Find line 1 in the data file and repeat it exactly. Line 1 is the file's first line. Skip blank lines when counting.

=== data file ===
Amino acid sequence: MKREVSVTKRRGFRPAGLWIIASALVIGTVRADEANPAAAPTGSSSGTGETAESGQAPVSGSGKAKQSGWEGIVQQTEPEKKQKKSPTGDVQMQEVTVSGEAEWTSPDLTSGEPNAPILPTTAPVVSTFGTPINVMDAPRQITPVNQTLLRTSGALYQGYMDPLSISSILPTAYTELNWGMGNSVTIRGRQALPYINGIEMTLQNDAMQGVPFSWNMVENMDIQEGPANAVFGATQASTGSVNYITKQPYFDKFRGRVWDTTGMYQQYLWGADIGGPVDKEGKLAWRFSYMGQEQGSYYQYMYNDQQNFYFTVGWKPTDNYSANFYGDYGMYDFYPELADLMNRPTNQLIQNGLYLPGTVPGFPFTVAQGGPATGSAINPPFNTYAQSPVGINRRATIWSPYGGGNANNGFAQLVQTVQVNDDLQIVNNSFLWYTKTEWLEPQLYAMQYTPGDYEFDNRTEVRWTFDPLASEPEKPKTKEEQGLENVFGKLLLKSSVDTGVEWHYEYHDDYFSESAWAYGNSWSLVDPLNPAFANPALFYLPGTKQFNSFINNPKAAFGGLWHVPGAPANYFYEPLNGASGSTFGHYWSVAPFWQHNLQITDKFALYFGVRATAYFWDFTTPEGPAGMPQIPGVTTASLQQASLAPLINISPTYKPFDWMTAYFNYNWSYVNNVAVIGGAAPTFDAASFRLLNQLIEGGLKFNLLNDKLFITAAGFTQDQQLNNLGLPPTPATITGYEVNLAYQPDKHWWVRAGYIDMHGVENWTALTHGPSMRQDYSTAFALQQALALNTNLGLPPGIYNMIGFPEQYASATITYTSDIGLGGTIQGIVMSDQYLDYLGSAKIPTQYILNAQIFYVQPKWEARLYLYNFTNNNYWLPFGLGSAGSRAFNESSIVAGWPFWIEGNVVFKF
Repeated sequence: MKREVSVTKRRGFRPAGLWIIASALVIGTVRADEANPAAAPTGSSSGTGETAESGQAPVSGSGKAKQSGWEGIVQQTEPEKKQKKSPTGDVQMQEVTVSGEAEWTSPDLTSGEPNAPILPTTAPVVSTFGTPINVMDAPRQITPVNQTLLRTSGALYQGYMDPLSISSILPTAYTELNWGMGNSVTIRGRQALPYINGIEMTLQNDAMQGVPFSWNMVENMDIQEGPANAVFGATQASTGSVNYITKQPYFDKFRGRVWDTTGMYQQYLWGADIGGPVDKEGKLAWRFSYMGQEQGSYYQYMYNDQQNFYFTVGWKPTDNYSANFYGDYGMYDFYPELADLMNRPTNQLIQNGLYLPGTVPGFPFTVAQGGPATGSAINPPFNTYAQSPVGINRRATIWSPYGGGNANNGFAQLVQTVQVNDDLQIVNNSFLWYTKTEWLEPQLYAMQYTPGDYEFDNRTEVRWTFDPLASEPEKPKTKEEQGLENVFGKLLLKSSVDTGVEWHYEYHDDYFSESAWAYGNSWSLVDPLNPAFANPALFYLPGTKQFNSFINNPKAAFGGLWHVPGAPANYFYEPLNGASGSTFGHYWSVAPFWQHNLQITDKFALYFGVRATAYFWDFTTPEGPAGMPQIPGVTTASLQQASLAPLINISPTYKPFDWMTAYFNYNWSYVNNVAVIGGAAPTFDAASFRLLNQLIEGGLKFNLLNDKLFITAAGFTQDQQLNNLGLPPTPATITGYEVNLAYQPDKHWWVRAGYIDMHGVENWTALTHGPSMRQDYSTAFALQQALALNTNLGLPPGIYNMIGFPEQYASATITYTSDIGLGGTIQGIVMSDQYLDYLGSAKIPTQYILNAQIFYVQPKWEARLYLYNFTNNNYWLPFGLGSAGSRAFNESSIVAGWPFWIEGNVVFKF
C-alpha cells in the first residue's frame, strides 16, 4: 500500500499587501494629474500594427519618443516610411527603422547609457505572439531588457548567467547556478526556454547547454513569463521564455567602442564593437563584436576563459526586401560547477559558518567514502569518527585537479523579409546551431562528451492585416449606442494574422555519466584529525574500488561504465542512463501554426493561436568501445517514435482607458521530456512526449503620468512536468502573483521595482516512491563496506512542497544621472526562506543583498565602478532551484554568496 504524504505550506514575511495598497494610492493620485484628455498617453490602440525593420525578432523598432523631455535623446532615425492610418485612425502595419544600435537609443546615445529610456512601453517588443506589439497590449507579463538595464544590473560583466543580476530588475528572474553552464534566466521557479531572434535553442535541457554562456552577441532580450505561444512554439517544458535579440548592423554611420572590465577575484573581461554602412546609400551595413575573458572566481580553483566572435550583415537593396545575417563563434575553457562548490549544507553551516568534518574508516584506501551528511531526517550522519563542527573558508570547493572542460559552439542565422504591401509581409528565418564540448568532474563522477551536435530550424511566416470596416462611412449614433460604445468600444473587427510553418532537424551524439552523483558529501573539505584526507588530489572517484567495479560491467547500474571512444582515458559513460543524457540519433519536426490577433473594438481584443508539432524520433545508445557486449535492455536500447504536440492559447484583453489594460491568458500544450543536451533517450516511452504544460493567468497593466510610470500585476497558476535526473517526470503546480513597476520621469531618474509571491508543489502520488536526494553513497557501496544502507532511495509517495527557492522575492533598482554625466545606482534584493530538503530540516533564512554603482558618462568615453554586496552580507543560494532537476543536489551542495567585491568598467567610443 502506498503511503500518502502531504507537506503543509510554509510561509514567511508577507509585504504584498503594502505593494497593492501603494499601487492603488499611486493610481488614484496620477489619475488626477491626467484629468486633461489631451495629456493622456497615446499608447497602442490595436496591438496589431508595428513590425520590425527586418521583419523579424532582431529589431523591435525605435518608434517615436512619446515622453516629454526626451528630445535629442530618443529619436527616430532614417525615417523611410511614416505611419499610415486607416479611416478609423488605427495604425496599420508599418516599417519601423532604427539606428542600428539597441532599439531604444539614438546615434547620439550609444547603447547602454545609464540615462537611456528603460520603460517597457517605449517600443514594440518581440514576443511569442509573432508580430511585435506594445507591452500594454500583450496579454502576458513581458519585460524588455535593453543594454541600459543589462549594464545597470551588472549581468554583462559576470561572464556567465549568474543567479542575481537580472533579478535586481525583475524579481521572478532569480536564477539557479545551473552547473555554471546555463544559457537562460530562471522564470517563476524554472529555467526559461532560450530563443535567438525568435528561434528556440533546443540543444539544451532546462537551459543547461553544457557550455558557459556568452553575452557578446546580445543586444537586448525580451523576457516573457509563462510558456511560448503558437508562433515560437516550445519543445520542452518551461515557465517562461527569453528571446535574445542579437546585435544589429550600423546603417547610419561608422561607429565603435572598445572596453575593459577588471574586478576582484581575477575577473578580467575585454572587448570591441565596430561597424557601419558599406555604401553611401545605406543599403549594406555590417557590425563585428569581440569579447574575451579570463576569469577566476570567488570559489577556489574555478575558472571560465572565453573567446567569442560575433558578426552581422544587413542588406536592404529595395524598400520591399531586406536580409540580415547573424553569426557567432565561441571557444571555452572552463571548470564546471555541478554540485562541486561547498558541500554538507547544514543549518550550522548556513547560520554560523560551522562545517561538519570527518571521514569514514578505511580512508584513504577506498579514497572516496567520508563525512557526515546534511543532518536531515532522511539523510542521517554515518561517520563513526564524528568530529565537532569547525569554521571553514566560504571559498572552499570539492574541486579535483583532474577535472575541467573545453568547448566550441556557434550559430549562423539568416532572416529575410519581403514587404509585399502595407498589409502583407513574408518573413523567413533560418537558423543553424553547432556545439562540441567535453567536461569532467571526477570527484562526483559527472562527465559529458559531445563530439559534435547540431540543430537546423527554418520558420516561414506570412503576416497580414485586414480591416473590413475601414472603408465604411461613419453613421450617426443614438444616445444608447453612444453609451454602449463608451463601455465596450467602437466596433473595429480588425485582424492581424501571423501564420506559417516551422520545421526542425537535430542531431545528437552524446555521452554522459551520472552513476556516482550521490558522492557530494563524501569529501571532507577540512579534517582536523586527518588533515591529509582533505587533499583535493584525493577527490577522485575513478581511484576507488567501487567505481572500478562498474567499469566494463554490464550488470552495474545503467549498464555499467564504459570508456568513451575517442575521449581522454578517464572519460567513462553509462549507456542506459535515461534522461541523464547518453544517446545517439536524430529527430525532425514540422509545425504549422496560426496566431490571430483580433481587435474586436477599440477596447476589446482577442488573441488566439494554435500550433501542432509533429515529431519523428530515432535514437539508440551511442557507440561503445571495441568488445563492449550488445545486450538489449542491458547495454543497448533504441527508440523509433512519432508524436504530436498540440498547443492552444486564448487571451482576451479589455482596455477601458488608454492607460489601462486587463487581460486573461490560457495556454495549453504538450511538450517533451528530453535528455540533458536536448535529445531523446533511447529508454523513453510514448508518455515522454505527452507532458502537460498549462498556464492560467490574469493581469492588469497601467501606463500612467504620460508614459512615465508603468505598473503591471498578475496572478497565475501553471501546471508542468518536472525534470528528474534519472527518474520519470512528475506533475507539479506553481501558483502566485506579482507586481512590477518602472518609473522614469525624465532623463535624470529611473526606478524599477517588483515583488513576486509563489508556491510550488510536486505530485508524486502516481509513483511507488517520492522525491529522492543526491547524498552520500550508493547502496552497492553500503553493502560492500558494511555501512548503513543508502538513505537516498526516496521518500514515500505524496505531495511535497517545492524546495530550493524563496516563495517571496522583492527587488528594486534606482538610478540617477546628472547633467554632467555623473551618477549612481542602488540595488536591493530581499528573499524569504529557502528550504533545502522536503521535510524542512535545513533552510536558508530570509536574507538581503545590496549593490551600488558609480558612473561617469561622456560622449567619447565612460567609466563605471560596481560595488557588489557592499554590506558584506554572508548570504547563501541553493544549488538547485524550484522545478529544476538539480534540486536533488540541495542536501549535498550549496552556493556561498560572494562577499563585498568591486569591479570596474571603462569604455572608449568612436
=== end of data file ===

Amino acid sequence: MKREVSVTKRRGFRPAGLWIIASALVIGTVRADEANPAAAPTGSSSGTGETAESGQAPVSGSGKAKQSGWEGIVQQTEPEKKQKKSPTGDVQMQEVTVSGEAEWTSPDLTSGEPNAPILPTTAPVVSTFGTPINVMDAPRQITPVNQTLLRTSGALYQGYMDPLSISSILPTAYTELNWGMGNSVTIRGRQALPYINGIEMTLQNDAMQGVPFSWNMVENMDIQEGPANAVFGATQASTGSVNYITKQPYFDKFRGRVWDTTGMYQQYLWGADIGGPVDKEGKLAWRFSYMGQEQGSYYQYMYNDQQNFYFTVGWKPTDNYSANFYGDYGMYDFYPELADLMNRPTNQLIQNGLYLPGTVPGFPFTVAQGGPATGSAINPPFNTYAQSPVGINRRATIWSPYGGGNANNGFAQLVQTVQVNDDLQIVNNSFLWYTKTEWLEPQLYAMQYTPGDYEFDNRTEVRWTFDPLASEPEKPKTKEEQGLENVFGKLLLKSSVDTGVEWHYEYHDDYFSESAWAYGNSWSLVDPLNPAFANPALFYLPGTKQFNSFINNPKAAFGGLWHVPGAPANYFYEPLNGASGSTFGHYWSVAPFWQHNLQITDKFALYFGVRATAYFWDFTTPEGPAGMPQIPGVTTASLQQASLAPLINISPTYKPFDWMTAYFNYNWSYVNNVAVIGGAAPTFDAASFRLLNQLIEGGLKFNLLNDKLFITAAGFTQDQQLNNLGLPPTPATITGYEVNLAYQPDKHWWVRAGYIDMHGVENWTALTHGPSMRQDYSTAFALQQALALNTNLGLPPGIYNMIGFPEQYASATITYTSDIGLGGTIQGIVMSDQYLDYLGSAKIPTQYILNAQIFYVQPKWEARLYLYNFTNNNYWLPFGLGSAGSRAFNESSIVAGWPFWIEGNVVFKF